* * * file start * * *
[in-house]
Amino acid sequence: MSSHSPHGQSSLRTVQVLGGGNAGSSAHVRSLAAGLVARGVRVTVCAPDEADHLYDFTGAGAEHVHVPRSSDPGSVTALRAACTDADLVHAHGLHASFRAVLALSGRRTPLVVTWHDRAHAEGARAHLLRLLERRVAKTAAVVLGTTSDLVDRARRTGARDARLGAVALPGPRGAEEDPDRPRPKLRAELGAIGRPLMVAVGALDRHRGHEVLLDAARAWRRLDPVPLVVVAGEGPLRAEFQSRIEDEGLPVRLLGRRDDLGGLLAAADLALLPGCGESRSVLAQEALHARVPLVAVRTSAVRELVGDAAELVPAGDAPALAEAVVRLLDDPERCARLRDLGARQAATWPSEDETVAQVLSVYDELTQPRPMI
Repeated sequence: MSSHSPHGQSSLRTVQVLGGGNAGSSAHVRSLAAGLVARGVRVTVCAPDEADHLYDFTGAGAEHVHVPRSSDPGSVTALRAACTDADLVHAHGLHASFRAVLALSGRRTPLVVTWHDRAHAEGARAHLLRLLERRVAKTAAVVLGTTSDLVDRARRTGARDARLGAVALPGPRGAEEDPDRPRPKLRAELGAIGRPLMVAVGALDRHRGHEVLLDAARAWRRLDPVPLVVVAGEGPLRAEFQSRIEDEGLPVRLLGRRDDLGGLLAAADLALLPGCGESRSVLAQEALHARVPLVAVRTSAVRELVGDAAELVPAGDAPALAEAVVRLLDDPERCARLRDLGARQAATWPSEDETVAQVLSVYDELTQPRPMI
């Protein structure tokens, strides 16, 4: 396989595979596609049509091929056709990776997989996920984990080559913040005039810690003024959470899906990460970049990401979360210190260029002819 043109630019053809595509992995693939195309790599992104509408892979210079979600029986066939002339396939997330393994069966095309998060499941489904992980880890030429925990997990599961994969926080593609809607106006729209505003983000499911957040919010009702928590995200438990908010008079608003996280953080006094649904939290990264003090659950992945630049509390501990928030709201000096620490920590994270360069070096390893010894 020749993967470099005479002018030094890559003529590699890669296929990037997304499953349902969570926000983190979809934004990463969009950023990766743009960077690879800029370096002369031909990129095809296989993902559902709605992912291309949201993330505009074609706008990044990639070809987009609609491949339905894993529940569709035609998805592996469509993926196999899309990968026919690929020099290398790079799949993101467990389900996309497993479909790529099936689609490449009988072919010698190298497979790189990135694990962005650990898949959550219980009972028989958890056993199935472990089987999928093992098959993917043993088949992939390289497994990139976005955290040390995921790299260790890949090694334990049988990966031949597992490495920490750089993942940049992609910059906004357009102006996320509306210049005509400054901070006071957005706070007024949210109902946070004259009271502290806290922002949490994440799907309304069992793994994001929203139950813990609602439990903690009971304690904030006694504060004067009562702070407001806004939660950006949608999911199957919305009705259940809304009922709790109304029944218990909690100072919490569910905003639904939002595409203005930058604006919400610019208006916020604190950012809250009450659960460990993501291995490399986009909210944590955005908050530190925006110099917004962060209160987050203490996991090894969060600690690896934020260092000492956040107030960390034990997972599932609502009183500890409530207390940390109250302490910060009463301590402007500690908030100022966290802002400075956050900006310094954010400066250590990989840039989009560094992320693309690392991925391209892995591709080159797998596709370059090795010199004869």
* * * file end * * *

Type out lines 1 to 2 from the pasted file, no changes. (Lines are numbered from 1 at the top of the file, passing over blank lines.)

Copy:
[in-house]
Amino acid sequence: MSSHSPHGQSSLRTVQVLGGGNAGSSAHVRSLAAGLVARGVRVTVCAPDEADHLYDFTGAGAEHVHVPRSSDPGSVTALRAACTDADLVHAHGLHASFRAVLALSGRRTPLVVTWHDRAHAEGARAHLLRLLERRVAKTAAVVLGTTSDLVDRARRTGARDARLGAVALPGPRGAEEDPDRPRPKLRAELGAIGRPLMVAVGALDRHRGHEVLLDAARAWRRLDPVPLVVVAGEGPLRAEFQSRIEDEGLPVRLLGRRDDLGGLLAAADLALLPGCGESRSVLAQEALHARVPLVAVRTSAVRELVGDAAELVPAGDAPALAEAVVRLLDDPERCARLRDLGARQAATWPSEDETVAQVLSVYDELTQPRPMI